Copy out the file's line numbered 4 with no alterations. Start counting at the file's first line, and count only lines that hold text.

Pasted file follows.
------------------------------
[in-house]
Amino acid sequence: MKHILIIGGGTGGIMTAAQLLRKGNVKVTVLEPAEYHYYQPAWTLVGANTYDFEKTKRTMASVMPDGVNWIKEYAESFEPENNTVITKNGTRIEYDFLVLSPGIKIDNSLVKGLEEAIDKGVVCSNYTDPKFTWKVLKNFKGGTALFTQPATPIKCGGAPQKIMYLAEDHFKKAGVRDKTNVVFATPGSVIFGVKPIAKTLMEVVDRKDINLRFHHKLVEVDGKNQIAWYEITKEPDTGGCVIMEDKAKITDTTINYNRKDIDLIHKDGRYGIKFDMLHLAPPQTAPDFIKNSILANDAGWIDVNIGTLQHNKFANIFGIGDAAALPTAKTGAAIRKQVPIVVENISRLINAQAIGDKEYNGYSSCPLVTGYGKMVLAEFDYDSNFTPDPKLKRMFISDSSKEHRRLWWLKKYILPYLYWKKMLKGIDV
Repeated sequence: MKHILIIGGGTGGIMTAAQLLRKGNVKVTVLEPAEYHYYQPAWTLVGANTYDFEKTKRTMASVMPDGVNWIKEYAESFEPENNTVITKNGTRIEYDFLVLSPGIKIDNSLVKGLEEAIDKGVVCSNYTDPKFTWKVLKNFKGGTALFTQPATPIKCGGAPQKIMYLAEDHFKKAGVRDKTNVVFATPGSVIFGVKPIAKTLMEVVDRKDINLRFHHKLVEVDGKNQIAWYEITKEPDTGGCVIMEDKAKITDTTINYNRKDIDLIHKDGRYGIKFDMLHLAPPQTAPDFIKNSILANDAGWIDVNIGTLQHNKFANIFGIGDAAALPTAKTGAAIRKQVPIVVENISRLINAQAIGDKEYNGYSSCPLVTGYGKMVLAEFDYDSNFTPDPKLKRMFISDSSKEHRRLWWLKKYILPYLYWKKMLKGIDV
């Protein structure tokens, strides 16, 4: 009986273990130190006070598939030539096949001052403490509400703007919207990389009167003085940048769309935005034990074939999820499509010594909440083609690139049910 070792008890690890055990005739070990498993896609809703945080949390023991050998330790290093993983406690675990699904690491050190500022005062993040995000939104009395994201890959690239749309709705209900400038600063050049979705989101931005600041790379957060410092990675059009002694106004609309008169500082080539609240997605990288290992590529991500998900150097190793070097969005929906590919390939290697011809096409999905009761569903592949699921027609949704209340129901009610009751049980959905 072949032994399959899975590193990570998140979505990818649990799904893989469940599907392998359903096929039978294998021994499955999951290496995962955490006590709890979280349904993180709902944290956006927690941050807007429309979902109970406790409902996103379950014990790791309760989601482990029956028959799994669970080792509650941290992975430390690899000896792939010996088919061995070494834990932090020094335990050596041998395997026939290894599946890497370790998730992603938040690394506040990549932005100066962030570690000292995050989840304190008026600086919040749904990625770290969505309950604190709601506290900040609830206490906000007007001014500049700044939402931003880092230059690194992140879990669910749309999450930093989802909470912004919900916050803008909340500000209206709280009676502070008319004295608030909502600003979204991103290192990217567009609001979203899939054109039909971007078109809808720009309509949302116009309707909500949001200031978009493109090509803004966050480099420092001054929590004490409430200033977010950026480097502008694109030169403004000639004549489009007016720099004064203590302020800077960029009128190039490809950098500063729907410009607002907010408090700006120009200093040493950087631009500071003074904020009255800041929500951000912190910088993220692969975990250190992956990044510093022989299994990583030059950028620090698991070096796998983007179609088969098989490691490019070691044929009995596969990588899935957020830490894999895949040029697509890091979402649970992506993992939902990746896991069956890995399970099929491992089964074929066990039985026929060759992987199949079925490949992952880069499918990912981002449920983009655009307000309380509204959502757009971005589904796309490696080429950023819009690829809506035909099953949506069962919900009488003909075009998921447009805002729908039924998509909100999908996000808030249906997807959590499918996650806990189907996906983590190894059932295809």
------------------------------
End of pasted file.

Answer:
């Protein structure tokens, strides 16, 4: 009986273990130190006070598939030539096949001052403490509400703007919207990389009167003085940048769309935005034990074939999820499509010594909440083609690139049910 070792008890690890055990005739070990498993896609809703945080949390023991050998330790290093993983406690675990699904690491050190500022005062993040995000939104009395994201890959690239749309709705209900400038600063050049979705989101931005600041790379957060410092990675059009002694106004609309008169500082080539609240997605990288290992590529991500998900150097190793070097969005929906590919390939290697011809096409999905009761569903592949699921027609949704209340129901009610009751049980959905 072949032994399959899975590193990570998140979505990818649990799904893989469940599907392998359903096929039978294998021994499955999951290496995962955490006590709890979280349904993180709902944290956006927690941050807007429309979902109970406790409902996103379950014990790791309760989601482990029956028959799994669970080792509650941290992975430390690899000896792939010996088919061995070494834990932090020094335990050596041998395997026939290894599946890497370790998730992603938040690394506040990549932005100066962030570690000292995050989840304190008026600086919040749904990625770290969505309950604190709601506290900040609830206490906000007007001014500049700044939402931003880092230059690194992140879990669910749309999450930093989802909470912004919900916050803008909340500000209206709280009676502070008319004295608030909502600003979204991103290192990217567009609001979203899939054109039909971007078109809808720009309509949302116009309707909500949001200031978009493109090509803004966050480099420092001054929590004490409430200033977010950026480097502008694109030169403004000639004549489009007016720099004064203590302020800077960029009128190039490809950098500063729907410009607002907010408090700006120009200093040493950087631009500071003074904020009255800041929500951000912190910088993220692969975990250190992956990044510093022989299994990583030059950028620090698991070096796998983007179609088969098989490691490019070691044929009995596969990588899935957020830490894999895949040029697509890091979402649970992506993992939902990746896991069956890995399970099929491992089964074929066990039985026929060759992987199949079925490949992952880069499918990912981002449920983009655009307000309380509204959502757009971005589904796309490696080429950023819009690829809506035909099953949506069962919900009488003909075009998921447009805002729908039924998509909100999908996000808030249906997807959590499918996650806990189907996906983590190894059932295809």